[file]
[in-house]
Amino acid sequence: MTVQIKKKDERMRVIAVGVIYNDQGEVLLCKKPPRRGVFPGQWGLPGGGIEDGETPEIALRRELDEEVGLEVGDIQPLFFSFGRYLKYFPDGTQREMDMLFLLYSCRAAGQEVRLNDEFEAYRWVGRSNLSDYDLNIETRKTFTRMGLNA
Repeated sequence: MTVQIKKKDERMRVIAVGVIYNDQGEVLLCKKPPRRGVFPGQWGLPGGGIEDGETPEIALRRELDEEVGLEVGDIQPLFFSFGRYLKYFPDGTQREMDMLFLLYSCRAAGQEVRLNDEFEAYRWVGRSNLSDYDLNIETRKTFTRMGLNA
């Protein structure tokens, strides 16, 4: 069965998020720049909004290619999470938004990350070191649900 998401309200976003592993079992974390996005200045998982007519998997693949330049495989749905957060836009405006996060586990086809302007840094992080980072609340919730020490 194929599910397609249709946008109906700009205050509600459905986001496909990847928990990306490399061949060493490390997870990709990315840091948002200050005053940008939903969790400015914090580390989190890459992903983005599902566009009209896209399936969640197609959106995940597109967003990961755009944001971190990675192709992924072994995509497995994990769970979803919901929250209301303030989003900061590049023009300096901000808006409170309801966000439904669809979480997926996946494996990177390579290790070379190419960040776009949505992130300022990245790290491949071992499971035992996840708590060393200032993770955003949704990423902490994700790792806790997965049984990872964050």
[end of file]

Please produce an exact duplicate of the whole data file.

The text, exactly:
[in-house]
Amino acid sequence: MTVQIKKKDERMRVIAVGVIYNDQGEVLLCKKPPRRGVFPGQWGLPGGGIEDGETPEIALRRELDEEVGLEVGDIQPLFFSFGRYLKYFPDGTQREMDMLFLLYSCRAAGQEVRLNDEFEAYRWVGRSNLSDYDLNIETRKTFTRMGLNA
Repeated sequence: MTVQIKKKDERMRVIAVGVIYNDQGEVLLCKKPPRRGVFPGQWGLPGGGIEDGETPEIALRRELDEEVGLEVGDIQPLFFSFGRYLKYFPDGTQREMDMLFLLYSCRAAGQEVRLNDEFEAYRWVGRSNLSDYDLNIETRKTFTRMGLNA
């Protein structure tokens, strides 16, 4: 069965998020720049909004290619999470938004990350070191649900 998401309200976003592993079992974390996005200045998982007519998997693949330049495989749905957060836009405006996060586990086809302007840094992080980072609340919730020490 194929599910397609249709946008109906700009205050509600459905986001496909990847928990990306490399061949060493490390997870990709990315840091948002200050005053940008939903969790400015914090580390989190890459992903983005599902566009009209896209399936969640197609959106995940597109967003990961755009944001971190990675192709992924072994995509497995994990769970979803919901929250209301303030989003900061590049023009300096901000808006409170309801966000439904669809979480997926996946494996990177390579290790070379190419960040776009949505992130300022990245790290491949071992499971035992996840708590060393200032993770955003949704990423902490994700790792806790997965049984990872964050």